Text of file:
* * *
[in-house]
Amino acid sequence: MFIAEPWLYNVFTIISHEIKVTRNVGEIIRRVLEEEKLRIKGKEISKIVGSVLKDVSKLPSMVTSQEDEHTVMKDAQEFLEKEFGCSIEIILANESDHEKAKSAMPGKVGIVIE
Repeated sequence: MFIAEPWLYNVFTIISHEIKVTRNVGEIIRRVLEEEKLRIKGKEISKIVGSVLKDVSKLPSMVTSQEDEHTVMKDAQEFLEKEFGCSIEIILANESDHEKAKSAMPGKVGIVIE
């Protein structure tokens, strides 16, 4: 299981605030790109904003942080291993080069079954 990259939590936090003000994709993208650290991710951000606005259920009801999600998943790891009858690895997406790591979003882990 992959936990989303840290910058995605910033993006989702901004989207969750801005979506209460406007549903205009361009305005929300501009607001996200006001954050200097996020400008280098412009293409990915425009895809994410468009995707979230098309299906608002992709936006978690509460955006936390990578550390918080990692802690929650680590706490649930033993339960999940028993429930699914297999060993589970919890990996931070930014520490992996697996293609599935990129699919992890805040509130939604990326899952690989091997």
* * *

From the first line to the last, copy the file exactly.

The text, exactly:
[in-house]
Amino acid sequence: MFIAEPWLYNVFTIISHEIKVTRNVGEIIRRVLEEEKLRIKGKEISKIVGSVLKDVSKLPSMVTSQEDEHTVMKDAQEFLEKEFGCSIEIILANESDHEKAKSAMPGKVGIVIE
Repeated sequence: MFIAEPWLYNVFTIISHEIKVTRNVGEIIRRVLEEEKLRIKGKEISKIVGSVLKDVSKLPSMVTSQEDEHTVMKDAQEFLEKEFGCSIEIILANESDHEKAKSAMPGKVGIVIE
């Protein structure tokens, strides 16, 4: 299981605030790109904003942080291993080069079954 990259939590936090003000994709993208650290991710951000606005259920009801999600998943790891009858690895997406790591979003882990 992959936990989303840290910058995605910033993006989702901004989207969750801005979506209460406007549903205009361009305005929300501009607001996200006001954050200097996020400008280098412009293409990915425009895809994410468009995707979230098309299906608002992709936006978690509460955006936390990578550390918080990692802690929650680590706490649930033993339960999940028993429930699914297999060993589970919890990996931070930014520490992996697996293609599935990129699919992890805040509130939604990326899952690989091997």